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End of the Chapter (The Forsyte Chronicles #7-9)

4.33  ·  Rating details ·  401 Ratings  ·  19 Reviews
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Published July 16th 2009 by ReadHowYouWant (first published 1931)
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Teresa
Maid in waiting
4/5
Do you remember the Forsyte's? Well, at least in this novel the main family are the Cherrell's. Who? Well, they are the cousin's of Michael Mont, Fleur Forsyte's husband (that is, Soames Forsyte's daughter). It's ok if you don't know who these people are, there isn't much relation between this volume and the two previous ones (or, at least, that's my opinion after reading the first book of End of the Chapter .
It takes place in the late 20's and early 30's and the main charac
...more
Holly
Jan 13, 2012 rated it really liked it  ·  review of another edition
END OF THE CHAPTER is not as good as the two trilogies that precede it---THE FORSYTE SAGA and A MODERN COMEDY---but it's good all the same. In fact, Galsworthy's "worst" is generally better than most people's best! I have always thought him a masterful storyteller. His main problem is that (a) he romanticize his heroines to an almost ludicrous extent and (b) he's often guilty of the social snobbery that he claims to dislike. And while he can and does poke fun at the bourgeois Forsytes, he ideali ...more
Hilary Walker
This writer is phenomenal. He has great insight into the English character - what moves English people, the reasons for their behavior - and he writes a compelling story at the same time.
He is someone I aspire to emulate as an author. His wit is very dry, and his descriptions pithy.
Yoshiyuki
Oct 29, 2015 rated it it was amazing  ·  review of another edition
Shelves: literature
The End of the Chapter came as if new to me, though I remember having read all 9 volumes of THE FORSYTE SAGA in my late teens. As compared to "The Forsyte Saga" and "A Modern Comedy", this last part of the huge trilogy has a feeling of modernity that I could not find in the previous two collections. To my opinion, the first two parts (mentioned above) I consider as CLASSICS, in the style of writing and tone of narration. This last part surprises with a vivid pace of narration, plenty of characte ...more
Anne
Feb 10, 2011 rated it it was amazing  ·  review of another edition
I read the originals years ago, but just now discovered the last three books. I've been enmeshed in the 1900 to 1920 period for a while now--not sure why, and this is a terrific addition.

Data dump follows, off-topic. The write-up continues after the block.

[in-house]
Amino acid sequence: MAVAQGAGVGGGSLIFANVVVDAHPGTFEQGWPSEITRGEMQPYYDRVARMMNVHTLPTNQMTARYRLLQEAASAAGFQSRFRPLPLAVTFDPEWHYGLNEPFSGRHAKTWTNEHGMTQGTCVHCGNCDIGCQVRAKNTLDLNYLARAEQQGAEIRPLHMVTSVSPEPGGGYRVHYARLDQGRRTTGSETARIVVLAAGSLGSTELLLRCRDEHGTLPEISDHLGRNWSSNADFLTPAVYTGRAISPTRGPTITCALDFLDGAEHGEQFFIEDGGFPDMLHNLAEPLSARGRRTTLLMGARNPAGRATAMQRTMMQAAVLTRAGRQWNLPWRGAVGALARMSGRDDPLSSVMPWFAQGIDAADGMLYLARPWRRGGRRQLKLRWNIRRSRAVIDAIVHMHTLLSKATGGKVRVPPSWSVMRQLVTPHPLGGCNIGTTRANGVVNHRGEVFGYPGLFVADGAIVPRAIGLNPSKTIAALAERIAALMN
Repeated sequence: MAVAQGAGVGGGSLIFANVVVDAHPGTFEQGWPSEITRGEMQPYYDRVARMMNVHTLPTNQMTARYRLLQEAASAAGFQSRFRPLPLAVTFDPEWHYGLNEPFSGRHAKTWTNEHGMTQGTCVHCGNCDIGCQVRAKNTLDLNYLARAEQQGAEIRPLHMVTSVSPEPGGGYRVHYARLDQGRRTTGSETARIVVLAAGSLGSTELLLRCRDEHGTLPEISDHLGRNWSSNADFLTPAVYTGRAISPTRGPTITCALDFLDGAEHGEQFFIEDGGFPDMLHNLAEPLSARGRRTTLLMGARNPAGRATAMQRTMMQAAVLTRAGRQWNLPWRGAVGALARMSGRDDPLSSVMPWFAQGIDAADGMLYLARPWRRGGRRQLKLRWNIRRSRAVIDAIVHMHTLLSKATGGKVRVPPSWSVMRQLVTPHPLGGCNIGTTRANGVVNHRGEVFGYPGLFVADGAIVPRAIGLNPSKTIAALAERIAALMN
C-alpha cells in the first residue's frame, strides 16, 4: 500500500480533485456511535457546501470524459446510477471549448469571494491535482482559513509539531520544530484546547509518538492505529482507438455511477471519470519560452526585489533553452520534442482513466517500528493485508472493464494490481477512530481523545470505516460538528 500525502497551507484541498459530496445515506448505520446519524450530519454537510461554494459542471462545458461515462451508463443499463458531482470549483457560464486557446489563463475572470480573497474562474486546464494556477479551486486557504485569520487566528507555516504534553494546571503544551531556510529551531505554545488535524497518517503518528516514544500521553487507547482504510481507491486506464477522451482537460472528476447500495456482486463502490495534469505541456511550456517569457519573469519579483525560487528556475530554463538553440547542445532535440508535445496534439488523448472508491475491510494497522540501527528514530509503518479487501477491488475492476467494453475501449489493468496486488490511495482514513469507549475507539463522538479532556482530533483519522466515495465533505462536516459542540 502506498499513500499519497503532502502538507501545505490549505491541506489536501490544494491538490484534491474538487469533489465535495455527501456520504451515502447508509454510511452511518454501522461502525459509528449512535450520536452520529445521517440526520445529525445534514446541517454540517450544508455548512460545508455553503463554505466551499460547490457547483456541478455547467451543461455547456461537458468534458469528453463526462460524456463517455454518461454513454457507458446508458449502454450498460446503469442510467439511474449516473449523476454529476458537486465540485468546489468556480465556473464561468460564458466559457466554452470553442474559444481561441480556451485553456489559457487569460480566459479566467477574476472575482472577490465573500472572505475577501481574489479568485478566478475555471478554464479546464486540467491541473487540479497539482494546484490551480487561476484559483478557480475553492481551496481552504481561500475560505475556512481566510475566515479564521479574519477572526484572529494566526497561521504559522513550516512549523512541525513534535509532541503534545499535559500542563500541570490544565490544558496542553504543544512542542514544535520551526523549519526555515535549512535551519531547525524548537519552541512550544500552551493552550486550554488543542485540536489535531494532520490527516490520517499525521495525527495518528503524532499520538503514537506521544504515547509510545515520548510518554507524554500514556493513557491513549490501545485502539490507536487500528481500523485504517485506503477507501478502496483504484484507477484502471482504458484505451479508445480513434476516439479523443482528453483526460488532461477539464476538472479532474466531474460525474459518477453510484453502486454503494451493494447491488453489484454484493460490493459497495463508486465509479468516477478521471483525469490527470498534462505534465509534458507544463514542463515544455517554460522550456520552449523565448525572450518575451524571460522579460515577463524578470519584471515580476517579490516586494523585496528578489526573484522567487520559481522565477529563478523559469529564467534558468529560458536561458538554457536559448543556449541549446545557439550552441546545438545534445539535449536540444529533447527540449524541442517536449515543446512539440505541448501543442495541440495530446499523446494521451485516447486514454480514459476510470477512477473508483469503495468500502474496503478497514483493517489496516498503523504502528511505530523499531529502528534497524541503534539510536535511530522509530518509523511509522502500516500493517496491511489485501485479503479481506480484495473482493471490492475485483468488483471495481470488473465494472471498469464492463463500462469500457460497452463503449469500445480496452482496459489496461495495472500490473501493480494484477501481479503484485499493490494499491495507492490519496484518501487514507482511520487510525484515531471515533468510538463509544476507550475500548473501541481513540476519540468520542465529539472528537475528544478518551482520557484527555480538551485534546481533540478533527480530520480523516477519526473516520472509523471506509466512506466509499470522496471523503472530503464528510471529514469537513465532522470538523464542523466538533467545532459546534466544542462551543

Dr.J.G.
Feb 05, 2016 rated it really liked it  ·  review of another edition
Forsyte Chronicles:-

This work developed over a lifetime and began with a simple theme, that of individual's right to life and love, especially those of a woman. The first trilogy, Forsyte Saga, is the most famous of all. There are three trilogies, Modern Comedy and End of the Chapter being the second and the third. The Forsyte 'Change was written as separate stories about the various characters and spans the time from migration of Jolyon Forsyte the original, referred to usually as Superior Doss
...more
Karen
Feb 12, 2008 rated it really liked it  ·  review of another edition
Shelves: favorites
These are the last three books in the Forsyte Saga series (there are 9 books in all, 3 trilogies.) The novels in this book take place around 1930 and deal mostly with the Cherrells, who are cousins to the Forsytes (although Fleur and Michael do play fairly large roles.) I don't think these last novels are quite as compelling as the others in the saga--the plots in seem very dated by now (the main "crises" in each novel have to do with things like "the honor of England" and the "scandal" of divor ...more
Raz O'Xane
Where are the Forsytes?

Extremely vain and disappointing. This doesn't have the appeal the two previous trilogies have. In fact, it bears nothing in common.

Most of the dialogue are artificial and only serve to express the ideas of the author or his generation while not advancing the plot at all. In fact, they are completely unrelated to it.

As for the different situations, well, I don't actually care for any of them because I expected this to be about the Forsytes. The word "Forsyte" itself barely